In search of the perfect bird at Thanksgiving

November 22, 2011

Thanksgiving - we all acknowledge this is a day to give thanks for all our bountiful gifts, some more bountiful than others. But let’s be honest. The turkey takes center stage this holiday.

Now there are a lot of decisions to be made in the upcoming days, whether you are hosting family and friends or leaving town for this come together feast.

First of all, the one decision everyone has to make if you are hosting your gathering is whether to get a frozen turkey or whether to order what is known as a free range, organic, nonsmoking bird.

Now I’ve always preferred to buy the big, thick, butter slathered turkey. They even come with those red pop up tabs that tell you when the turkey is done. The tabs are kind of an alarm clock, only I wish they came with a snooze button, so you could pound that button back into the carcass.

Everyone knows that when the turkey is done, you can count on the other dishes to still be cooking. Thanksgiving is the one holiday when no two dishes land on the table at the same time in terms of readiness.

I consider the test for a bird being fully cooked is when you can take one of its charred legs, wiggle it so it comes off in your hand and the rest of the turkey falls through the oven floor into the basement. Yeah, I like mine, well done. Plus they say that carbon is good for your teeth.

Or an even more accurate test is when most of the guests are face down in the last pitcher of Manhattans. Okay, so that is really my family, but it is still one way to measure the timing of serving this bird.

Of course the more immediate pitfall of this particular turkey is that you have to remember to thaw it out well ahead of time. You will discover this usually the morning of the day the first guests arrive with bibs around their neck. The tiny paper attached to the breast bone will usually say something like, “You didn’t read the directions did you? Well tough toenails, pal. It will be weeks before I’m ready for the oven.”

Frantic cooks have resorted to all sorts of techniques to get the ice off of those drumsticks, from blow dryers to actual clothing dryers. Hypnosis may be used, but I would caution you about awakening the inner mind of an uncooked turkey. And you can forget about the Butterball hot line; all calls involving salmonella take precedence.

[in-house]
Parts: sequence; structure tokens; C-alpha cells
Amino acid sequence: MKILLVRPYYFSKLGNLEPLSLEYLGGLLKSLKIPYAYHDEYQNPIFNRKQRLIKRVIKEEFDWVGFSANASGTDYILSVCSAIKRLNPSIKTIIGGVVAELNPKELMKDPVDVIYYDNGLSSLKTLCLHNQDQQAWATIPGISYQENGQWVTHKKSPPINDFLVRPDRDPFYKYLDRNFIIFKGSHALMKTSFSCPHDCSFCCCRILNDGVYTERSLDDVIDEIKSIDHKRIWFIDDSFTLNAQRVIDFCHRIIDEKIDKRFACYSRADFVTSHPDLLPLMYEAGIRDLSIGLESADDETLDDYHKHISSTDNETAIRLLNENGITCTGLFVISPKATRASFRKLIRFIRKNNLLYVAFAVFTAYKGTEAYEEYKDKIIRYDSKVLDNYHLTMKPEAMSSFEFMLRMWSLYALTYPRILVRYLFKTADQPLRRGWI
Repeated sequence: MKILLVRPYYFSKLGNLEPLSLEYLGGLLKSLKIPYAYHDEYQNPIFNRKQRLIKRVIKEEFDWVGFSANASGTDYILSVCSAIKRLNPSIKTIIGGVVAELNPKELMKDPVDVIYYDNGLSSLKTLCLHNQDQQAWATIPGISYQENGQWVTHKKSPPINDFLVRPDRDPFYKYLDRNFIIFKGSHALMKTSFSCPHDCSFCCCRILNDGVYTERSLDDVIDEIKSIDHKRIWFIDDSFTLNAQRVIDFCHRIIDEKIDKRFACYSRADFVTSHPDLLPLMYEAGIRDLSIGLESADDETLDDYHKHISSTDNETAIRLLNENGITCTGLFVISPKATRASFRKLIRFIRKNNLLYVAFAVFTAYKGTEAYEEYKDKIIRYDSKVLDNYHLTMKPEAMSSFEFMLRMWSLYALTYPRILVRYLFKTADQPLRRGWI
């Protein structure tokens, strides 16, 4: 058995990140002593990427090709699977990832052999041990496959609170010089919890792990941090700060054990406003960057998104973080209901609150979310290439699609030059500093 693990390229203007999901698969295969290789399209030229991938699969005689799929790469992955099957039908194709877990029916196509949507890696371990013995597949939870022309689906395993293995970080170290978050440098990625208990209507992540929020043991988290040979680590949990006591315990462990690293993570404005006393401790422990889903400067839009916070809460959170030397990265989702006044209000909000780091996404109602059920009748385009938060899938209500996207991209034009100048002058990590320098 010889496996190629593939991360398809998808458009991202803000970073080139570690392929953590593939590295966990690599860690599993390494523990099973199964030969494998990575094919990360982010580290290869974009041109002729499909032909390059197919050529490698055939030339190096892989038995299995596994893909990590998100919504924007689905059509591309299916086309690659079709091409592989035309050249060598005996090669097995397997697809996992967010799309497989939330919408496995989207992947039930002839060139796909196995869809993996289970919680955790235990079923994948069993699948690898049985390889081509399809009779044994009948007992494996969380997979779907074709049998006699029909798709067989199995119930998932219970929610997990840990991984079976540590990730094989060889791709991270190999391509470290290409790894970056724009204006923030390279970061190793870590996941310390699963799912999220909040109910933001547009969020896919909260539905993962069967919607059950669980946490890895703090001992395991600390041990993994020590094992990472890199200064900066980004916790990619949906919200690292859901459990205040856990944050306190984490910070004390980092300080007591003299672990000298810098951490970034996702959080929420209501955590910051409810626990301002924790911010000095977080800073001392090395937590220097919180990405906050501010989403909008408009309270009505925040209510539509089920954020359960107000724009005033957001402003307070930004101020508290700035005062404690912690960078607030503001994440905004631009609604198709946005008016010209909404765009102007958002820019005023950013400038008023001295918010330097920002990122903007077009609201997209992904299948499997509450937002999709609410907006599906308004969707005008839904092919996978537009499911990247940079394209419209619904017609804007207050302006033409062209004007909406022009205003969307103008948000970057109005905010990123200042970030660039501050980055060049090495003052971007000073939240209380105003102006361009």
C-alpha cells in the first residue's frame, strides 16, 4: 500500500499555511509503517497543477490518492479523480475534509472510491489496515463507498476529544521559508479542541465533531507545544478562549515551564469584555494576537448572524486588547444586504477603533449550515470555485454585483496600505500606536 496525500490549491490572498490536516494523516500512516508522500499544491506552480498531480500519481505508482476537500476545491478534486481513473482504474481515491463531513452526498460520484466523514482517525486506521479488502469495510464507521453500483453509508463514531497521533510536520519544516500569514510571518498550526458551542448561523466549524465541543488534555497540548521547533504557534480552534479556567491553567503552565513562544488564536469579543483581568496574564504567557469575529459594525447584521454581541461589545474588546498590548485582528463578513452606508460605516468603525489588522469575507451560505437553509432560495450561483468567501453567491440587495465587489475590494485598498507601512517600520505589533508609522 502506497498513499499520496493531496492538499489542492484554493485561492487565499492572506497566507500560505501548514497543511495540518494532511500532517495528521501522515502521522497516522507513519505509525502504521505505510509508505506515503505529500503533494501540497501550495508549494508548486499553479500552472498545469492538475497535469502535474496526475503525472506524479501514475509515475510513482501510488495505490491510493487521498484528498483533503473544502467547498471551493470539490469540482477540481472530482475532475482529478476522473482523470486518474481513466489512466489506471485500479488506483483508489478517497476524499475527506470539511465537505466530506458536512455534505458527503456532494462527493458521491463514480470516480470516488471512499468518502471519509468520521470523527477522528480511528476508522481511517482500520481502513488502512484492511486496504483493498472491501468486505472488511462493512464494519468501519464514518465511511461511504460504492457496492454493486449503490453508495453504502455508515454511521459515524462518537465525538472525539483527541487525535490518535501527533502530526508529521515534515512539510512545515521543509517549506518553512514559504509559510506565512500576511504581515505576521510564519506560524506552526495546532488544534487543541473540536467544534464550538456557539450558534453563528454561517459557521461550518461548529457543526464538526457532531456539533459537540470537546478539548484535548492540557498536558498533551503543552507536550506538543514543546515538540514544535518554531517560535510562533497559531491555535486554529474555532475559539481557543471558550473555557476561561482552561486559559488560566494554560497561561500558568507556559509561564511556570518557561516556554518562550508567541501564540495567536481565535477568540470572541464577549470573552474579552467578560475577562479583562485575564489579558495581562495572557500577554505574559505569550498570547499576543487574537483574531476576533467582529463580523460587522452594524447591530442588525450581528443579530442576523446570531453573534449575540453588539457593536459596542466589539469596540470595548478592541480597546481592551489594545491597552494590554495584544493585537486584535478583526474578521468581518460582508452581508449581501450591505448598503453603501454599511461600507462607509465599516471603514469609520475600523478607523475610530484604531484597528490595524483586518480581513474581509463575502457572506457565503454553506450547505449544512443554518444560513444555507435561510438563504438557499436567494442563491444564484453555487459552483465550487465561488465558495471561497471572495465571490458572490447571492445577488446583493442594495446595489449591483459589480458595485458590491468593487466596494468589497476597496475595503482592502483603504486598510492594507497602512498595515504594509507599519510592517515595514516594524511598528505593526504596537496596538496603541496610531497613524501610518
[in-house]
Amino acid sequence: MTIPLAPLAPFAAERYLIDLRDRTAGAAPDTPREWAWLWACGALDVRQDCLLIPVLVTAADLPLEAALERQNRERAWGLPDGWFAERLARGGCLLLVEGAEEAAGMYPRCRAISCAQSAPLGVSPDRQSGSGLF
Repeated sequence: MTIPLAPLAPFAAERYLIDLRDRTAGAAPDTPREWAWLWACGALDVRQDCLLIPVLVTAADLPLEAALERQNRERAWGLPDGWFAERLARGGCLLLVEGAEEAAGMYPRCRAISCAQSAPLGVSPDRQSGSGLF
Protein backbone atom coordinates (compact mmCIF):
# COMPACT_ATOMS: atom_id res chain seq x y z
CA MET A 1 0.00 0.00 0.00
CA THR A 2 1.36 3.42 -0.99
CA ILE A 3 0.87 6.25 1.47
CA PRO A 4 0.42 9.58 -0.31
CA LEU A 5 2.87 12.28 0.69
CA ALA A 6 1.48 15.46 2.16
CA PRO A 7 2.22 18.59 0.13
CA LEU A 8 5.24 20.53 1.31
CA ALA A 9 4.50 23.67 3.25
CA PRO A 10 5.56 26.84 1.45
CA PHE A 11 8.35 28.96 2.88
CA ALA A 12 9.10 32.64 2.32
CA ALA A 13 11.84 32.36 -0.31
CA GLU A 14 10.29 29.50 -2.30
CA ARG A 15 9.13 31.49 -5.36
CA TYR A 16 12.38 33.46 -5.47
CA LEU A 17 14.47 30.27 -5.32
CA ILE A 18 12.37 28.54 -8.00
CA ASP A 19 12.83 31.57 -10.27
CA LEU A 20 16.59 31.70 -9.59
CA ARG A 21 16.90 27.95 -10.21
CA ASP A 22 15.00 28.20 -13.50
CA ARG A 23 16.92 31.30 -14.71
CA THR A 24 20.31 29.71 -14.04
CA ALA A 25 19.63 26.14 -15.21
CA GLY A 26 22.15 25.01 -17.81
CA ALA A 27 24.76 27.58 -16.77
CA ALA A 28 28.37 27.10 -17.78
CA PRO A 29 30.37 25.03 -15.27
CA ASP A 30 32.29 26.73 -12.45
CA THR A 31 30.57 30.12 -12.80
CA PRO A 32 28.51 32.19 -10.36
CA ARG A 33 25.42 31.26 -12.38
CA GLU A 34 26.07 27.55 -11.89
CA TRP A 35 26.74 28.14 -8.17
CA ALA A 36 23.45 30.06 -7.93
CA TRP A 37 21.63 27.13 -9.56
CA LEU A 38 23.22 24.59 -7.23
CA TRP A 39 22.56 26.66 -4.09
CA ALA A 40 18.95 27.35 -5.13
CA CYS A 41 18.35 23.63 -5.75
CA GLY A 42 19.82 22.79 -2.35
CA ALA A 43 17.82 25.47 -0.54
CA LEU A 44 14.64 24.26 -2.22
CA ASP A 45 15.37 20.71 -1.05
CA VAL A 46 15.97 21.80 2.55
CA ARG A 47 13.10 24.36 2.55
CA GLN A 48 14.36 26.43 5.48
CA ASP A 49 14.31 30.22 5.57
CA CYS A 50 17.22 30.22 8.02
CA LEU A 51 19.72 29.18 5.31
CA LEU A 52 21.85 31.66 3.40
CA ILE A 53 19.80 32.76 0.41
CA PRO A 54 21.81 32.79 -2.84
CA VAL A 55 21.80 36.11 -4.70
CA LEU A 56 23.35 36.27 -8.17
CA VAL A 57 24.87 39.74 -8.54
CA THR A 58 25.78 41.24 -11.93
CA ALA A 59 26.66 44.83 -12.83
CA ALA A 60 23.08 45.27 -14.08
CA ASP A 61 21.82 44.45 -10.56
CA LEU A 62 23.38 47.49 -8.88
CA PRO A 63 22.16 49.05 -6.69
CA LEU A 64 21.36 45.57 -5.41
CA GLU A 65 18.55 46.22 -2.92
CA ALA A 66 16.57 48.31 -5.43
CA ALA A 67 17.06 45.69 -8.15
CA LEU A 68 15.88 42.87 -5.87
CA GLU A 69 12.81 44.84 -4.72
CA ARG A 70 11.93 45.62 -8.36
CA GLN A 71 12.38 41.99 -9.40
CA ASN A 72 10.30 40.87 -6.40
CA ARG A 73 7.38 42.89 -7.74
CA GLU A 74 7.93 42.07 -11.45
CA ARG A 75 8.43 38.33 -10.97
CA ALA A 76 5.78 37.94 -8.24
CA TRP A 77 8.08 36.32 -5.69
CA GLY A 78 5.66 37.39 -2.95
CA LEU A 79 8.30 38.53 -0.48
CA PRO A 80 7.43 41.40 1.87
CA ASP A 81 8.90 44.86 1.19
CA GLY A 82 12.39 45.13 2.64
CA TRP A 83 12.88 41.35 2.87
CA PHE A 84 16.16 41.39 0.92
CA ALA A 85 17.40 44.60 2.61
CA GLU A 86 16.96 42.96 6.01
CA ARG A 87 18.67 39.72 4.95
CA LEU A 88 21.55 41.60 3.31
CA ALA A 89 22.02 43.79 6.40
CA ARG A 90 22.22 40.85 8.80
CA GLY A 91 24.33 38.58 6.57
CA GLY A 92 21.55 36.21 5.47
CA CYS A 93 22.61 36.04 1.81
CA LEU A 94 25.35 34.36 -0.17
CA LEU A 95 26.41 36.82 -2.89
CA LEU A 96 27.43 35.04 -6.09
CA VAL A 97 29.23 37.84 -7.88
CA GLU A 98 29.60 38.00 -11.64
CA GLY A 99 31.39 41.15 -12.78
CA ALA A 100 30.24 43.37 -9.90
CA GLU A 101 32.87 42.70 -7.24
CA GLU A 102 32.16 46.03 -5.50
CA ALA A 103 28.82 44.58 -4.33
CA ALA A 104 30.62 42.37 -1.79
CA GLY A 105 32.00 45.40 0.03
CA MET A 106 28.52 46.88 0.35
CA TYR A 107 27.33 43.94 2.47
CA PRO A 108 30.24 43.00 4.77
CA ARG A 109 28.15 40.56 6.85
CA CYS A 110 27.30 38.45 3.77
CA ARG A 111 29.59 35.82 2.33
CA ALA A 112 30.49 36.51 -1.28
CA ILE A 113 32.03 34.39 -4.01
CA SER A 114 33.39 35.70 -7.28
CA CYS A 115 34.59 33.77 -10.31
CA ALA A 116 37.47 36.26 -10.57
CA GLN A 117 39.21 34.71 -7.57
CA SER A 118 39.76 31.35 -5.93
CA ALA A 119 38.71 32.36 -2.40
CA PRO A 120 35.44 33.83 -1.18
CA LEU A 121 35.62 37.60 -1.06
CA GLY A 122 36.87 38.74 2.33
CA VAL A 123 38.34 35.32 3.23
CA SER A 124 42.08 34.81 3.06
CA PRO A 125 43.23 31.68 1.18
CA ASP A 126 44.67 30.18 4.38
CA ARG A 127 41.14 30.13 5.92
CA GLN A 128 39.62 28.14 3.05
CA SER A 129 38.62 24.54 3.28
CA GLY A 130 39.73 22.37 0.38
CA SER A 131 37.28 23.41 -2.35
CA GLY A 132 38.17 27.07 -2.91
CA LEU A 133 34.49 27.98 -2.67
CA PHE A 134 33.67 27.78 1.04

If this sounds too dangerous to you, especially after your second Dewar’s and water, you can always buy one of those turkeys that hasn’t been frozen. They are much more expensive though, about the current cost of a small down payment on a house, but many people find it worth the price.

This kind of turkey is so free, it actually drives to your house, believing it is arriving for a spa treatment; that’s how innocent these birds have be taught to envision the world. It will turn the oven on itself, climb in and wait for the tanning to begin.

This is a bird that has received no prescription drugs and exists solely on watching programs on British television. It has an I.Q. well beyond the genius level and can split the atom at a moment's notice.

Yet, there is something too free about these birds. I have the feeling they are looking down at me and consider my kitchen a shoddy place to land. They know things about me that are very, very disturbing.

Whatever you decide, just remember - Thanksgiving is not always about eating. At least that’s what a couple of Holsteins told me when they rang my doorbell and said they were home.

  • Nancy Katz has a degree in creative writing and is the author of the book, "Notes from the Beach." She has written the column Around Town for the Cape Gazette for twenty years. Her style is satirical and deals with all aspects of living in a resort area on Delmarva.

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